This paper presents new approach to Pictish and Viking culture contact in Orkney using the material culture of everyday life, focusing in this case on implements used in textile production. The production of textiles was a major component of everyday life between the 5th and 12th centuries and the tools of production have survived well in the archaeological record. This paper uses a study of the implements used in textile production from six Viking and Pictish period sites on Orkney to assess the nature of textile production at this time and investigate whether or not it was affected by the arrival of Scandinavians. The results demonstrate that significant changes took place at the beginning of the Viking Age, with different thicknesses of thread being spun and woven, new materials and styles of artefacts being used, and new types of tools employed for particular tasks. The early Viking Age (9th–10th centuries) produced a great variety of textile tools, representing both Pictish and Scandinavian practices, suggesting a time of transition in which both Pictish and Viking styles were accommodated.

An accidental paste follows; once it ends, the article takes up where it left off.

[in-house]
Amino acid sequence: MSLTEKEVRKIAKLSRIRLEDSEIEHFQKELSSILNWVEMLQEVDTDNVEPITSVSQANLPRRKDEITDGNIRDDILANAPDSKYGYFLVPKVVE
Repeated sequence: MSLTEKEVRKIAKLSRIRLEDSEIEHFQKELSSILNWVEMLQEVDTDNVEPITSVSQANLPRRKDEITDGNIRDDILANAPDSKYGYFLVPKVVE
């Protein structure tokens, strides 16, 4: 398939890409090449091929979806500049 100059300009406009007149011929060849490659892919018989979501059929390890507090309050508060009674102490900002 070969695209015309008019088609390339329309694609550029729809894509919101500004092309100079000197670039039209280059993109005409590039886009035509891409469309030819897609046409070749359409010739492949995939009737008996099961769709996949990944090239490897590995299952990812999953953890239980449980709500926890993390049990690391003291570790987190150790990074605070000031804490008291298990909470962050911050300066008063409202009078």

Bibliographical noteThis paper is based on the undergraduate dissertation of Lindsey Stirling, which was supervised by Karen Milek, and which won the Society of Medieval Archaeology's John Hurst Memorial Dissertation Prize Acknowledgements
This research would not have been possible without the assistance of Dr Martin Goldberg at the National Museum of Scotland, Lynda Aiano at Tankerness House Museum, Orkney, and Beverley Ballin Smith. The authors also wish to thank the two anonymous reviewers who provided valuable comments on earlier versions of this paper.
- Material culture
- Textile Production